Even in Goa it’s hard to avoid politics. Apart from the constant temptation to check on the latest Trump outrage or Brexit dumbfoolery, it’s state election day here tomorrow. That means, among other inconveniences, that the whole place is dry for four days. Why? Because otherwise, local politicians would be out winning votes, and raising the temperature, with free booze.
This is India and the twin topics of politics and corruption are never far from any conversation. The world’s largest democracy is in a continual state of ferment as its billion-odd inhabitants clamour daily to have their hopes and fears heard, their dreams realised, their dreads averted. There’s an immediacy to life here unlike any other. And yet …
Earlier this week we spent a couple of days in a place I had never heard of until this trip. Hampi is a vast archaeological site in the state of Karnataka, three hundred kilometers east of Goa, on the hot dry Deccan plateau. Its temples, palaces and bazaars are all that remain of a great city that stood along the palm-fringed banks of the Tungabhadra River, and sprawled for many miles through an other-worldly landscape strewn with vast red boulders.
Hampi was founded in the fourteenth century by a pair of Hindu brothers, and sacked by Muslim invaders from the north in the sixteenth. At its peak as a centre of trade and power, some five hundred years ago, it boasted half a million inhabitants, reputedly the second-largest city in the world after Beijing, and was protected by an army of two million men.
During its brief flowering the city must have rung day and night to the sound of the mason’s hammer as thousands of labourers and craftsmen toiled to raise and decorate the huge, tiered Hindu temples, the stepped palace buildings, royal baths, elephant stables and other courtly buildings that towered above the rest of a city the size, perhaps, of modern-day Edinburgh.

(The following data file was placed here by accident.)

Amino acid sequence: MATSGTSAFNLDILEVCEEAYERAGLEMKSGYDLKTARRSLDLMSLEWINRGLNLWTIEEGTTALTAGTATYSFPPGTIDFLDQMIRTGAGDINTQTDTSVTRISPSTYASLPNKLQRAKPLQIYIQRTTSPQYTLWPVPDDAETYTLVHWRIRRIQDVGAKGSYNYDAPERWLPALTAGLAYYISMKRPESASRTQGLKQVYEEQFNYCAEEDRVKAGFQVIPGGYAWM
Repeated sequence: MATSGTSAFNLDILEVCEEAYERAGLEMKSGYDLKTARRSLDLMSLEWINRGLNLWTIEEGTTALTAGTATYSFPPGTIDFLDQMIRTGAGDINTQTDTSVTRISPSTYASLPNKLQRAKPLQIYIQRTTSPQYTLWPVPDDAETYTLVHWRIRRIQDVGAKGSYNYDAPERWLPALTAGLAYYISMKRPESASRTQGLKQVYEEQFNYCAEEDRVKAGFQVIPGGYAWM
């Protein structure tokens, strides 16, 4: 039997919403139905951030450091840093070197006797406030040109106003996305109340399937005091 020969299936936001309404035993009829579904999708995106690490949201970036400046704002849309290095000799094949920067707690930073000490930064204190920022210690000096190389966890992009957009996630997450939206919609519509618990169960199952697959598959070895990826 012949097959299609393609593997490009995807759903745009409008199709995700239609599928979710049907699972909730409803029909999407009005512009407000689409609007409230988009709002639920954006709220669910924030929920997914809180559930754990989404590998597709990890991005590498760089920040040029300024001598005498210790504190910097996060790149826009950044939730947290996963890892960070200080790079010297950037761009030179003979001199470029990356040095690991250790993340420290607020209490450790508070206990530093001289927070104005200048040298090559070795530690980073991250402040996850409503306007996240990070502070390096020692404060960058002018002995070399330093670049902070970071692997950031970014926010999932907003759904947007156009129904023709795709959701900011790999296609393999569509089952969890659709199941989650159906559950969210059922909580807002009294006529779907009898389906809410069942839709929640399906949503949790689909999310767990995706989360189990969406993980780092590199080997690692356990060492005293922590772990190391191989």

In one place two tall carved granite columns support a lintel from which a pair of scales were suspended. Here, on ceremonial occasions, the king had himself weighed, after a mandatory period of fattening by the palace kitchens, against the gold and precious stones that were to be given to the temple priests. In another, an enormous, ghostly Ganesh, carved from a single piece of granite, looms from the shadowy inner sanctum of a temple, his joyously rounded belly the diameter of a man. And in another, in the shadow of a gigantic boulder, the tethered cows in a temple courtyard are serenaded in shifts by the priests who chant without cease, day and night, for the belief that should there be a moment’s pause in the singing, a great earthquake will strike.
Watching the sunset from a seat on the warmed bare rock of a nearby hilltop, it’s easy to imagine that the pale reddish boulders littering the landscape in every direction, some the size of small houses, many perched precariously on top of one another, must have been broken and scattered by some seismic convulsion.
In fact they were thrust up from the earth’s crust between two and four billion years ago by volcanic activity. Over such an unimaginable span, even granite will be eroded by wind and rain and dust; and so they have been sculpted and balanced by time itself.
There is nothing better than these ancient boulders to illustrate the fact that for all the immediacy of life here, there is so much in India that transcends the temporal. What was once the second largest city in the world is now no more than an elaborate necropolis, its people and their stories at best forgotten, at worst unheard of – by the majority such as me. Yet the boulders have changed scarcely at all since those days; and tomorrow it is election day here in Goa.
In these desperately troubling times, when ignorant, arrogant, foolish people seem bent on making dangerous, unkind decisions wherever one turns, I find that a consoling thought.
A reminder that I will be talking about RB Cunninghame Graham, Scotland’s forgotten political and literary legend, at Winter Words, Pitlochry Festival Theatre, 16th February, booking details here. And our next The Stories We Tell Foundation weekend takes place here in Birnam, 11/12 March, booking details here.